Sunday - another handbell practice and then our concert. I couldn't believe how many mistakes I made!  So did others. Our director, Bette, said no one in the audience would have noticed. The beginning handbells group played first. Their music was simpler than ours, but I didn't hear a single mistake. Good to remind myself to be humble.

I thought off and on this week about buying the place we're renting. It's our second winter renting, and we'll be signing a contract this week for next year, assuming the place doesn't get sold. We're considering offering to buy it in September for a lower price than the owners are asking.

Blessed are the 55+ folks, for they may be free from the obligation to work.
Blessed are the volunteers, for they share themselves with others.
Blessed are the new friends, for they listen and want to be heard.
Blessed are the opportunities to serve, for they remind me to be grateful!

Sunday, March 9, 2014

It's getting to be time

We leave Tucson two weeks from today. We'll spend a week in Sedona and then begin our four-day drive home.

The end-of-season gatherings are beginning. Today we're going to a "4th Street" potluck. We'll be spending time with neighbors we've met  - Dar and Betty, Ronnie and Bill, Jodie, Selma, Michael and Michelle, Don and Betty - and meeting some we don't know. I'm not keen on gatherings of this sort, but we've been waving to them all as we walk or ride our bicycles - everyone does that here - so the faces are familiar. The potluck will celebrate our neighborhood away from home.

On Thursday my Monday/Wednesday/Friday water aerobics class is going to lunch at the RV park's restaurant. I used to think an 8:00 a.m. class was too early, but here I usually wake up on my own at about 7:15 so it's been a good way to start my day. The class is full of familiar faces now: Carol, Susie, Mike, Hannah, Laura, Bill, Marilyn, Billie and a dozen others. We laugh a lot. When we meet at other times, we say we don't recognize each other with our clothes on! Carol teaches the class as a volunteer and there's a card and an envelope going around for her.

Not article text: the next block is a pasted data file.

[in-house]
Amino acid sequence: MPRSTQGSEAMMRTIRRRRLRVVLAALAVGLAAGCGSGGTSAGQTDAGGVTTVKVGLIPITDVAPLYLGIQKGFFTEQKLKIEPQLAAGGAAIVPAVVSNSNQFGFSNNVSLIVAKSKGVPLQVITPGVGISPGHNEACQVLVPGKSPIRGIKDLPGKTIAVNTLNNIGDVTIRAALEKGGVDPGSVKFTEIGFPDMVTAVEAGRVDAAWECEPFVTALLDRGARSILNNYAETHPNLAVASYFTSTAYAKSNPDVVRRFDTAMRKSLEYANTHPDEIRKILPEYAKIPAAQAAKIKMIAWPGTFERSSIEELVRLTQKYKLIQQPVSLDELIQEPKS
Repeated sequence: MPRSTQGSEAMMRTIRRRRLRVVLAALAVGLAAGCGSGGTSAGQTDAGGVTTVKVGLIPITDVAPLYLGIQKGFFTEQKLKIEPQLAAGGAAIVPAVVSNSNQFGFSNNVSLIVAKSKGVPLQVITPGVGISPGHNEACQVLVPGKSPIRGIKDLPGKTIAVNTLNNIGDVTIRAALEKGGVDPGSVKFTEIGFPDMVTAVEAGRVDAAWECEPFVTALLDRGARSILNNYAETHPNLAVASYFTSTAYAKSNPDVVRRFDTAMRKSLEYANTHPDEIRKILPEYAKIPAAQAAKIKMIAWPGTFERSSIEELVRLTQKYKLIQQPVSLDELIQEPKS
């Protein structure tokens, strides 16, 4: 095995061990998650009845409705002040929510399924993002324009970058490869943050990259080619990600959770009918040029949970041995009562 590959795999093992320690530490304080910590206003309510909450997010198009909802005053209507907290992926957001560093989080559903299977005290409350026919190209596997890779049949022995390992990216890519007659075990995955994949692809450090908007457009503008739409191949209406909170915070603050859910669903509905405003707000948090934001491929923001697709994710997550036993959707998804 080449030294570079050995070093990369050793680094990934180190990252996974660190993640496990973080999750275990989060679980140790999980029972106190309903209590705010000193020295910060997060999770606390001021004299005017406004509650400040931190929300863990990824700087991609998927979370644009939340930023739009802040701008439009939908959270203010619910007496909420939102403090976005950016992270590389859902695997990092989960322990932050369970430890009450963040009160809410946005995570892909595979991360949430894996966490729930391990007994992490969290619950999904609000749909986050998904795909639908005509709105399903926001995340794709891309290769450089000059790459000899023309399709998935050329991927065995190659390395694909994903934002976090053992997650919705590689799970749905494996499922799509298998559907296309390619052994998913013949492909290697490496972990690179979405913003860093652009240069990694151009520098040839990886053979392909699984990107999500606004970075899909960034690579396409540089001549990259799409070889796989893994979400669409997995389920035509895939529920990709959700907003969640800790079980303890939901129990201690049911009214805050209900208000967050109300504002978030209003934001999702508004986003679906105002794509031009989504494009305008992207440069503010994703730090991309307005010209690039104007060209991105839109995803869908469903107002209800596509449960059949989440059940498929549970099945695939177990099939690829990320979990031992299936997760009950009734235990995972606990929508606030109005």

A week from today my handbell group gives its concert. We're in the usual "not quite ready to perform" state, but I expect the rough spots will be ironed out at Tuesday's rehearsal - or we may need an extra practice. It's been a pleasure to meet up with these folks for the last ten weeks to make music. There's also a card and envelope going around for Bette, the director.

Next Monday there's a gathering for the Reimagining God discussion group. This has been an unexpected gift for us - we didn't participate last year because we knew we'd be leaving before the end of the season. Everyone in the group is on a spiritual journey. Storytelling has been a big part this year - Art and I told our stories, and so did Betty, Mer, Eve, David, Sanjay, Bob, and a few others. The trust among group members has been very special.

The luncheon for the Great Decisions foreign affairs discussion groups is a week from Thursday. I was asked to facilitate the newest, fifth group this year.  Group V started out with six participants and grew to thirteen: Alex and Nancy, Lou, Al and Bette, JoAnne and Dick, Marcia and Jerry, Jim, Pothan, and Art and me. We're from Canada, California, Minnesota, Missouri, Pennsylvania, Wisconsin and Washington. All winter friends. The luncheon speaker is a woman talking about the current status of women in Afghanistan.

Two weeks from today there's a potluck for participants in our Tuesday evening 12th step group. We may decide to stay one more night so we can attend that gathering.

There are no gatherings that I know of for our line dancing class or our current events group. We have two more sessions of each before our departure.

We started the season with the intention of regular attendance at two-step dancing and the Native American flute circle, but other circumstances prevailed and we only attended those events a couple of times. We still dance, though, and we're still working on playing our flutes. We hope to take the flutes on a hike in Sedona and see how they sound among the red rocks.

A few of our friends have already left the resort for home. Others will stay a little longer than we do. The winter community will dissolve and come together again next year. We're signing a contract with our landlord for another three months in 2015. Our park model is up for sale, so we risk not being able to come back to the same one if it's sold before next year - but we're not ready to buy a place.

Sun, wonderful sun! Arizona in the winter!